April 3, 2014 | Unregistered CommenterNATHANIEL R

I love this series, I love this movie, I've seen it a milllion times, and I could quote it all day. I was born on the side of a hill! My favorite Hepburn is a close call between this and The Philadelphia Story, but in terms of pure joy, I don't know how you could top Bringing Up Baby.

April 3, 2014 | Unregistered CommenterTB

Well obviously Nugent was not a fan but in fairness 1937 was during the screwball comedy mania which saw the release of Nothing Sacred and Topper and the previous year's Libeled Lady among others, all classics of the genre so perhaps he was looking at it with jaundiced eyes. However it's also apparent that he didn't like Kate and watched the film with at least a prejudice against her from the get go.

I enjoy her films with Spencer Tracy but I firmly believe that the best onscreen partner she ever had was Cary Grant. Her edgy flightiness brought out marvelous qualities in him and seemed to make his charm even more endearing. They sharpened each others personalities and excepting Sylvia Scarlett where he's very good and she's average their films together contain some of their respective best work.

I hadn't seen the film in a while so I gave it another look last week in preparation for this. While the whole thing is a daffy delight with faultless work by every performer even those in the smallest roles, Miss Swallow is hysterical in her utter humorlessness, it was easy to pick my favorite part of the film. It's when they're in the rinky dink little jail and Kate adopts the Swinging Door Susie persona. Her breezy air, the befuddlement of everyone surrounding her, making up the story about Grant being Jerry the Nipper, although I think he's the one who says their accomplices are Mickey the Mouse and Donald the Duck, and the lunacy of the entire scene is pure gold. Not only are Kate and Cary super but Charlie Ruggles and May Robson make a great team in support.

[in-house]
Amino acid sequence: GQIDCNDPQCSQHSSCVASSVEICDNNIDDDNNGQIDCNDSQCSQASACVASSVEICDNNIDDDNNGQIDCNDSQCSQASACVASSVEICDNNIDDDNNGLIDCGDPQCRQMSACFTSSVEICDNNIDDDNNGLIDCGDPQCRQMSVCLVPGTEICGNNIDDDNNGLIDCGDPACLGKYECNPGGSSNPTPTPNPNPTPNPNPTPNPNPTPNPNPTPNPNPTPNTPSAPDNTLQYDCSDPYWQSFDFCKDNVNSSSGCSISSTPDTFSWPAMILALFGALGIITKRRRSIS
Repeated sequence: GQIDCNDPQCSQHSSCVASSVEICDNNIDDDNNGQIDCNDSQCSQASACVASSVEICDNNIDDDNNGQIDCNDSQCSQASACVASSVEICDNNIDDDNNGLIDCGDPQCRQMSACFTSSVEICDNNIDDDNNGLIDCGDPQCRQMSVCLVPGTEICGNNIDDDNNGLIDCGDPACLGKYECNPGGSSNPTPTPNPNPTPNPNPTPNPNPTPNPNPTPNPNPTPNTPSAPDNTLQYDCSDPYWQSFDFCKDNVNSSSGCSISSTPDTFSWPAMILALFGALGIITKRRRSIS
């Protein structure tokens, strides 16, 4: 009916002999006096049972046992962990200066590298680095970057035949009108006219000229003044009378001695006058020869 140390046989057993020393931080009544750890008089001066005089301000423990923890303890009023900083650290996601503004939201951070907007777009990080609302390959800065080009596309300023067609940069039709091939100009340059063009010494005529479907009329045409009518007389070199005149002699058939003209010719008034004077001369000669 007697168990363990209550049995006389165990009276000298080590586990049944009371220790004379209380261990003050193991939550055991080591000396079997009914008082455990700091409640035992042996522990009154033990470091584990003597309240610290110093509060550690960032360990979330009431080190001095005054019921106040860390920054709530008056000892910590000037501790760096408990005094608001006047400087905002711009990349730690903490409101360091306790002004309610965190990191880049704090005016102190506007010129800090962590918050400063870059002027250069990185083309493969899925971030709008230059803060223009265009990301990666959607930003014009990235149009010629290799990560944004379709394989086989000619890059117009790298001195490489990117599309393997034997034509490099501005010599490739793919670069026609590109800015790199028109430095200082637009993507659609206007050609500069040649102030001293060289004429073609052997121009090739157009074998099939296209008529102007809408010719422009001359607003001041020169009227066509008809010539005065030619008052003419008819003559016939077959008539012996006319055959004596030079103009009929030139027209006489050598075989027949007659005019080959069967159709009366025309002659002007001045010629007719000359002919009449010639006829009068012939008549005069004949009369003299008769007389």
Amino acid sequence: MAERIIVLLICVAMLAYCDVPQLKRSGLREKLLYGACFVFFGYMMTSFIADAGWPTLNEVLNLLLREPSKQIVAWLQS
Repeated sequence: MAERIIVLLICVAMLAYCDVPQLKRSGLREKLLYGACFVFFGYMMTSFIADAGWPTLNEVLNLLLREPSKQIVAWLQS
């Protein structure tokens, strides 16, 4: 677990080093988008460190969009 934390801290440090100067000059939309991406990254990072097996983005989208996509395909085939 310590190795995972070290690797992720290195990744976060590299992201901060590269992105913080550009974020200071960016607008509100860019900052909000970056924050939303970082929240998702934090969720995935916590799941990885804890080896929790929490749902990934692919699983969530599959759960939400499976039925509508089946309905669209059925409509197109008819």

Looking forward to Holiday next week. More than being one of my favorite Hepburn films it's one of my favorite films overall.

April 3, 2014 | Unregistered Commenterjoel6

David Huxley: You don't understand: this is *my* car!
Susan Vance: You mean *this* is your car? *Your* golf ball? *Your* car? Is there anything in the world that doesn't belong to you?
David Huxley: Yes, thank heaven, YOU!

this film is one of the funniest things in the world, the best part is that it's more than 70 years old! Only proves how fucked an opinionated asshole (with money, who writes) can be.

If I had the power to redistribute Hepburn's 4 Oscar wins in accordance to merit and quality, I'd say that's definitely one of her wins.

April 3, 2014 | Unregistered CommenterYavor

The unanticipated bonus of writing this post is that I now have an entire folder of gifs from Bringing Up Baby, meaning that I can finally fulfill my lifelong dream of communicating entirely in Katharine Hepburn quotes.

Actually, I didn't include my favorite quote in the post:
Susan: "He's three years old, gentle as a kitten, and likes dogs." I wonder whether Mark means that he eats dogs or is fond of them? Mark is so vague at times.

Also, in all fairness to Nugent, he was the writer of The Searchers, so he's not a total snob.